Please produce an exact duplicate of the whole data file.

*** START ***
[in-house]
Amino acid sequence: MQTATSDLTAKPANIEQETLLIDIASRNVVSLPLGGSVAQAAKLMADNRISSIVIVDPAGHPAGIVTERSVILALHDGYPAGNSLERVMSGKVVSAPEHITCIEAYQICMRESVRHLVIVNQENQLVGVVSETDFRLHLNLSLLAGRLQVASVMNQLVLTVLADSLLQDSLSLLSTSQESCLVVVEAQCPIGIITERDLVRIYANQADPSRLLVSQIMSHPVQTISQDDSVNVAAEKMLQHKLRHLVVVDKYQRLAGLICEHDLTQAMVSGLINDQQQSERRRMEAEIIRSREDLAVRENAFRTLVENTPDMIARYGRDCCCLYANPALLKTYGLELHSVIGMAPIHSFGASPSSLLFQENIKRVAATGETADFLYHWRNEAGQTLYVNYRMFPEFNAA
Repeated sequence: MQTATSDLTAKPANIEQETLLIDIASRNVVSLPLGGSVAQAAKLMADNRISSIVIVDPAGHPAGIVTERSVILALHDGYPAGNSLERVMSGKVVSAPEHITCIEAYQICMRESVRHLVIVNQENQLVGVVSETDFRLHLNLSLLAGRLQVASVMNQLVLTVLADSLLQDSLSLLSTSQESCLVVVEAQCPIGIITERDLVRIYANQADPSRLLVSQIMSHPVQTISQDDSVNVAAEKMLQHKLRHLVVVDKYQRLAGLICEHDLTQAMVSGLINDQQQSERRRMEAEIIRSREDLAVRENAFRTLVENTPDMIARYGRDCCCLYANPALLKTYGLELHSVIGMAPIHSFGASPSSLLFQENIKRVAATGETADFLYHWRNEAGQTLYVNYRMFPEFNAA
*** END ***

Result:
[in-house]
Amino acid sequence: MQTATSDLTAKPANIEQETLLIDIASRNVVSLPLGGSVAQAAKLMADNRISSIVIVDPAGHPAGIVTERSVILALHDGYPAGNSLERVMSGKVVSAPEHITCIEAYQICMRESVRHLVIVNQENQLVGVVSETDFRLHLNLSLLAGRLQVASVMNQLVLTVLADSLLQDSLSLLSTSQESCLVVVEAQCPIGIITERDLVRIYANQADPSRLLVSQIMSHPVQTISQDDSVNVAAEKMLQHKLRHLVVVDKYQRLAGLICEHDLTQAMVSGLINDQQQSERRRMEAEIIRSREDLAVRENAFRTLVENTPDMIARYGRDCCCLYANPALLKTYGLELHSVIGMAPIHSFGASPSSLLFQENIKRVAATGETADFLYHWRNEAGQTLYVNYRMFPEFNAA
Repeated sequence: MQTATSDLTAKPANIEQETLLIDIASRNVVSLPLGGSVAQAAKLMADNRISSIVIVDPAGHPAGIVTERSVILALHDGYPAGNSLERVMSGKVVSAPEHITCIEAYQICMRESVRHLVIVNQENQLVGVVSETDFRLHLNLSLLAGRLQVASVMNQLVLTVLADSLLQDSLSLLSTSQESCLVVVEAQCPIGIITERDLVRIYANQADPSRLLVSQIMSHPVQTISQDDSVNVAAEKMLQHKLRHLVVVDKYQRLAGLICEHDLTQAMVSGLINDQQQSERRRMEAEIIRSREDLAVRENAFRTLVENTPDMIARYGRDCCCLYANPALLKTYGLELHSVIGMAPIHSFGASPSSLLFQENIKRVAATGETADFLYHWRNEAGQTLYVNYRMFPEFNAA